- Turn off email and work notifications after work hours. Turning off email when you’re not “at work” is important — you shouldn’t be available all the time. Let your teammates and manager know when they can expect you. Let people know your general schedule and when you’re “off the clock” so they aren’t left wondering.
- Encourage more personal activities by scheduling them. Most people struggle with the “work” part of work-life balance. Schedule personal activities and have several go-to hobbies that you enjoy so you’ll have something specific to do with your personal time. If you don’t have anything planned, like a hike after work or a puzzle project, you may find it easier to slip back to work unnecessarily.
- Ask your boss for flexible scheduling so you can better control your days and balance both your personal and professional responsibilities.
- Focus on work during your work time, rather than letting “life” things creep into your work hours too much. If you’re productive and efficient throughout the day, at the end of the day it will be easier to walk away feeling accomplished and not be tempted to work into the night to finish what should have been completed during the day.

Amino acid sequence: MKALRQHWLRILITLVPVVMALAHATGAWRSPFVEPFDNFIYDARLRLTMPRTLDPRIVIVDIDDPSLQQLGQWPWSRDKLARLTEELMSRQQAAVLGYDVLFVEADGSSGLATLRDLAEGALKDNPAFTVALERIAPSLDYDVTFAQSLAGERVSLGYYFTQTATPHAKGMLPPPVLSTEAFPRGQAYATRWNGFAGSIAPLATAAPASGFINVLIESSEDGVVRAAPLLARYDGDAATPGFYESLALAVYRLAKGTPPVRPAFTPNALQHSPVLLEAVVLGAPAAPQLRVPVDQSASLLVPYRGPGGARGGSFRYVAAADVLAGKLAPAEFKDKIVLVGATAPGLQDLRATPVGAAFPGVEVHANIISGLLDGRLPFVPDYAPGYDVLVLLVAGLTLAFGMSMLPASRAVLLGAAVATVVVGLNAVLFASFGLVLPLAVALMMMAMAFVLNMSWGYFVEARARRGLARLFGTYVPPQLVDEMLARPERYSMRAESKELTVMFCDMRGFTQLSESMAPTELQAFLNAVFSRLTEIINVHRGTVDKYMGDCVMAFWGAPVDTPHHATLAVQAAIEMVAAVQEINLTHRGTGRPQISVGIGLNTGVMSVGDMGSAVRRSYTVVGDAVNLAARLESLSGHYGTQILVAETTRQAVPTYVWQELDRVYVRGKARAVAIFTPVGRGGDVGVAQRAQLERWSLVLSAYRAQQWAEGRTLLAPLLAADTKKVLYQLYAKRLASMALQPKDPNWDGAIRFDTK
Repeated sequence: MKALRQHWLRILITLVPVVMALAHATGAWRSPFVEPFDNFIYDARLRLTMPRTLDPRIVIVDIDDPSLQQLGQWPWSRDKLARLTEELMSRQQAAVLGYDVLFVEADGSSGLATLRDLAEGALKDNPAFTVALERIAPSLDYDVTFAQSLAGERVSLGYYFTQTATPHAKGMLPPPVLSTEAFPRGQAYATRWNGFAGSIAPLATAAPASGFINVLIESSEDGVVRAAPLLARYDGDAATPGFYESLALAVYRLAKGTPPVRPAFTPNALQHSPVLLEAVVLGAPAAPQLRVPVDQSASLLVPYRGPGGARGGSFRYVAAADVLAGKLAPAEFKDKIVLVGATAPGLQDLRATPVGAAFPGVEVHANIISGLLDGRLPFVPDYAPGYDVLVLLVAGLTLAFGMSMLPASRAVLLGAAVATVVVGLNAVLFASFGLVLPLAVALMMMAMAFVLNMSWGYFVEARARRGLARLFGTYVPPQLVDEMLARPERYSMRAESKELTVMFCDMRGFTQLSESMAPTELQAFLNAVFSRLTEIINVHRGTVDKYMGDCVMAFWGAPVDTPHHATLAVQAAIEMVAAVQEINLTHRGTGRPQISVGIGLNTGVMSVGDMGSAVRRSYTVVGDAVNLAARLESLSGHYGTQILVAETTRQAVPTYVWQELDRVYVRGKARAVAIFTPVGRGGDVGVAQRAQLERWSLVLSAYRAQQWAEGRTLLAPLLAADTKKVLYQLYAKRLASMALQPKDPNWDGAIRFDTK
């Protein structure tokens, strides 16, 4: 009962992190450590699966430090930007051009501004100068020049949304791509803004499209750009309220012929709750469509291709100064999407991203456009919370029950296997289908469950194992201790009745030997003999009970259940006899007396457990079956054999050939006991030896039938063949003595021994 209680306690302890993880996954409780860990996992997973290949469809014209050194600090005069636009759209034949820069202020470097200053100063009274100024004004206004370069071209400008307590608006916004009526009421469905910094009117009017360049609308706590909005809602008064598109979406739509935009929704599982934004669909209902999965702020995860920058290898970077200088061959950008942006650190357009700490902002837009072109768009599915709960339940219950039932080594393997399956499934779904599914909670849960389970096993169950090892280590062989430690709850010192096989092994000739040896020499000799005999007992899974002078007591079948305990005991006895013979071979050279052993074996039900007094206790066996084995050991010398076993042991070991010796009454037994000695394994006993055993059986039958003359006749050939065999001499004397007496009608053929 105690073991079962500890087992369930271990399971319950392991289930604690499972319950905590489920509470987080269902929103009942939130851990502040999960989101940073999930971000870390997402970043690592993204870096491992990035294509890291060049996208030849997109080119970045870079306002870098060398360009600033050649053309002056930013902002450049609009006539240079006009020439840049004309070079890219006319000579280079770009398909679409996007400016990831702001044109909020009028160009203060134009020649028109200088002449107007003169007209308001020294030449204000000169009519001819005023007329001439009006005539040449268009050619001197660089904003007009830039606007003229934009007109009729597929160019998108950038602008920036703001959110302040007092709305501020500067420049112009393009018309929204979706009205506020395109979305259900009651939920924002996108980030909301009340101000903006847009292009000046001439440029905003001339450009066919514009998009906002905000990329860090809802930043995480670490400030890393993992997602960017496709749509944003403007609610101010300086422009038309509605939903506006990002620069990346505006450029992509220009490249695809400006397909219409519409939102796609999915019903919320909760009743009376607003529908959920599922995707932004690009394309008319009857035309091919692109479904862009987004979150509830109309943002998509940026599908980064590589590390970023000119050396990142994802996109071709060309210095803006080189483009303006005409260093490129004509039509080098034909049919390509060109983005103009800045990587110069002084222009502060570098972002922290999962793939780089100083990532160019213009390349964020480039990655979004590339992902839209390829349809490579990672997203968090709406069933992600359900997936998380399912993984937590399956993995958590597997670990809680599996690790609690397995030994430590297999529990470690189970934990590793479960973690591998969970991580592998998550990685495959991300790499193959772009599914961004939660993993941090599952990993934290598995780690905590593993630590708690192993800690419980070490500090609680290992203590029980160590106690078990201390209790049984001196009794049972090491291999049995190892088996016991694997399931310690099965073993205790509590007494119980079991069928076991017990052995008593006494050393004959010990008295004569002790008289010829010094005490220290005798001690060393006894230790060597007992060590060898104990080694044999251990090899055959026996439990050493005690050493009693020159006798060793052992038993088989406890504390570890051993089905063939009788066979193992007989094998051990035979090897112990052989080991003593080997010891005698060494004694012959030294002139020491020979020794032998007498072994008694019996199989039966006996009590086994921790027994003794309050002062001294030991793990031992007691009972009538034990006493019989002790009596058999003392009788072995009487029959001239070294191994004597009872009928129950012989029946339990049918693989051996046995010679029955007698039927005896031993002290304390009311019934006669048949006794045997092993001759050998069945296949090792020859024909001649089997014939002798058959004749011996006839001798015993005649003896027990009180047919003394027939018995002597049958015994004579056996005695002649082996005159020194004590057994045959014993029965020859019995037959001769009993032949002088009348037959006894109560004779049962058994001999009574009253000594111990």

- Take a mental health screen. If your stress feels unmanageable or you have other mental health concerns, take a free, confidential and anonymous mental health screen at org/screening-tools. Online screening is one of the quickest and easiest ways to determine whether you’re experiencing symptoms of a mental health condition. For more information on burnout prevention and treatment, you can also go to HelpGuide’s website.
Recommendations For Company Leaders
In the study, only 21% said they were able to have open, productive conversations with HR about solutions to their burnout. And 56% went so far as to say that their HR departments did not encourage conversations about burnout.
“One of the most important things remote workers can do is to set clear boundaries between their work time and non-work time, and HR needs to take an active role in helping workers practice healthy boundaries between their professional and personal lives,” said Carol Cochran, VP of People & Culture at FlexJobs. “Offering flexible scheduling to employees can have a dramatic impact on reducing burnout, since rigid work schedules usually magnify conflict between work and family, leading workers to mental exhaustion. Most importantly, leaders should strive to create a healthy company culture that values the individual as a person, and prioritizes the overall wellness of its workers,” Cochran recommended.
This sentiment was echoed by Paul Gionfriddo, President and CEO at MHA: “Company leadership, including executives, HR, and management, have a responsibility to their employees to model and talk openly about behaviors that reduce stress, prevent burnout, and help employees establish the appropriate boundaries when working remotely,” Gionfriddo said. “Offering flexibility during the workday, encouraging employees to use their PTO when they need a vacation, and providing time off for employees to tend to their mental health can help employees at all levels of a company cope with COVID-19 and other stressors.”